What is Pleomorphic Adenoma ?
In This Article
Pleomorphic adenoma, also referred to as benign mixed tumors (BMTs), is a benign or a non-cancerous growth in the salivary gland, the most commonly occurring parotid tumor.
The epidemiology of pleomorphic adenoma can cover all ages and both genders but is more prevalent among women from thirty to sixty years of age. From its name, pleomorphic depicts variability in its morphology. Its diverse cytologic presentation involves epithelial, myoepithelial or salivary contractile tissues and mesenchymal components.
Epithelial gives the polygon-like squamous presentation, myoepithelial are spindle-shaped and the mesenchymal or stromal component gives the neoplasm mucoid cartilaginous form.
Pleomorphic adenoma can thrive in any of the salivary gland areas but are most commonly located in the parotid gland. The tumor presents as a single, well-defined growth, usually found in the palatine process and lips.
Pleomorphic adenoma presenting a 2x2cm well circumscribed lesion on the palate of a 67-year old female (IARC Screening Group. International Agency for Research on Cancer WHO).
Pleomorphic Adenoma Symptoms
Pleomorphic adenoma usually develops as a nontender nodular lesion with a slow growth rate persisting for years. Manifestations vary depending on the primary location of proliferation. The lesions are movable except for those in the palate.
Sublingual tumor presents with fullness in the oral mucosal floor. Minor glands involvement is characterized by difficulty chewing and painless swelling under the cheek and palatine processes.
Laryngeal location leads to airway obstruction, lump in the throat, disturbance in breathing, voice hoarseness, and dysphagia or difficulty swallowing. Nasal and paranasal tissue affectation may include complaints of epistaxis, nasal obstruction and sinusitis. For larger parotid tumor, facial paralysis or weakness could occur as a result of facial nerve compression.
Long-term growth commonly leads to blockage of the ducts of the salivary glands. In partial obstruction, the patient experiences swelling and feels uncomfortable especially after meals, whereas in complete obstruction, nagging pain of the gland is felt worsened by eating.
Although non-cancerous or benign in classification, it has the potential to massively extend to adjacent tissues and transform into salivary gland malignancies like carcinoma ex-pleomorphic adenoma and adenoid cystic carcinoma.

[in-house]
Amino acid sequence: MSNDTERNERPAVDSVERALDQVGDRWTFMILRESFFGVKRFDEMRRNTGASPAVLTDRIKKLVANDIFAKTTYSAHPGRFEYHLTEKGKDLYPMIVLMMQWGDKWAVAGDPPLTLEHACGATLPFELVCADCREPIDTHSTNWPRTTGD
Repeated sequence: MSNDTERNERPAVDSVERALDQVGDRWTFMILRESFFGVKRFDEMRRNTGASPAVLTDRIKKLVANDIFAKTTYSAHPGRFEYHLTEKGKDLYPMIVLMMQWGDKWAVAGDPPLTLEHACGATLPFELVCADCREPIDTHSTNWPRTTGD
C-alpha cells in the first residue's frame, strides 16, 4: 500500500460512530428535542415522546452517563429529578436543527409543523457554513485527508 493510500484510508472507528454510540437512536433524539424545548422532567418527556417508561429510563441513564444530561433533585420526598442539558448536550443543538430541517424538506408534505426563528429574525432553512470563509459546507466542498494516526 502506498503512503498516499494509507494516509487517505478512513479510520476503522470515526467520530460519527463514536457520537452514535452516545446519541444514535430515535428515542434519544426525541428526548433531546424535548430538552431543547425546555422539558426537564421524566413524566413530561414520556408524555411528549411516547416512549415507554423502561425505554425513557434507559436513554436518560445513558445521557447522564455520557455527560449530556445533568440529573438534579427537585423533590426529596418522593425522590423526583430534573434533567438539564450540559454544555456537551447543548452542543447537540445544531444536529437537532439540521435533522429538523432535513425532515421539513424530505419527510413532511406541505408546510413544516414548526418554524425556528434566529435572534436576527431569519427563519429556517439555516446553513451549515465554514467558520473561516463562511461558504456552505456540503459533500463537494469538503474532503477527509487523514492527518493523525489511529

Pleomorphic Adenoma Causes
The established primary cause of pleomorphic adenoma is the failure to adequately drain saliva resulting from obstructed salivary glandular duct system. It has also been linked to tobacco smoking and exposure to harmful radiation. Some studies associated the development of this neoplasm to continuous use of mobile phones for long periods, but this risk remains controversial.
Diagnosis begins with physical examination and localization of the mass. If abnormal growth is suspected, the patient undergoes tissue sampling test and radiographic diagnostics.
To confirm the type of mass, tissues from the lesions are extracted either through fine needle aspiration (FNA) or core needle biopsy. FNA utilizes a small gauge needle guided by ultrasound to aspirate samples with a 90% of sensitivity in differentiating benign from malignant tissues in the cytologic studies. Larger needle is used in core needle biopsy making it more invasive but more accurate than FNA.
Radiographic imaging procedures are performed to determine the extent of mass growth and regional lymphatic tissue spread. Initially, ultrasound is indicated for superficial lesions while CT scan and magnetic resonance imaging (MRI) are indicated for the deeper and more extensive lesions.
Another less popular radiographic procedure for this case is sialography. In sialography, a special dye or contrast medium is injected into the salivary gland followed by x-ray to obtain images of the tumor.
Pleomorphic Adenoma Surgery
Surgical resection of the affected salivary gland remains to be the mainstream management of pleomorphic adenoma. Complete excision or removal of the gland is commonly done for submandibular – sublingual and minor salivary gland tumors.
For parotid neoplasm, the superficial portion of the gland located laterally to the facial nerve, is resected. Total parotidectomy or removal of the entire parotid gland, is considered by the healthcare provider to prevent exacerbation in cases with high probability of recurrence.
If regional lymph node involvement is established, the case may necessitate neck dissection to remove the growth.
Certain complications may arise from the surgical procedure when adjacent nerves are severed. Injury to the facial nerve results to facial paralysis. The tongue could also be paralyzed when the hypoglossal or lingual nerves are damaged.
Frey’s Syndrome can occur in post parotid surgery if the autonomic nerve pathway in the area of the procedure is disturbed. This condition manifests with reddened cheeks and abnormal sweating triggered by eating or perceiving food that induces salivation.
Pleomorphic Adenoma Treatment
Aside from surgery, radiation therapy is prescribed to selected cases in order to suppress the cellular activity of the mass and prevent recurrence. Common side effects of this regimen include xerostomia or dryness of the mouth and oral mucositis or mouth membrane inflammation.
Chemotherapy, unlike other cancers, is not a modality of treatment for this disease. There is no established protocol yet for the use of chemo drugs for benign salivary tumors.
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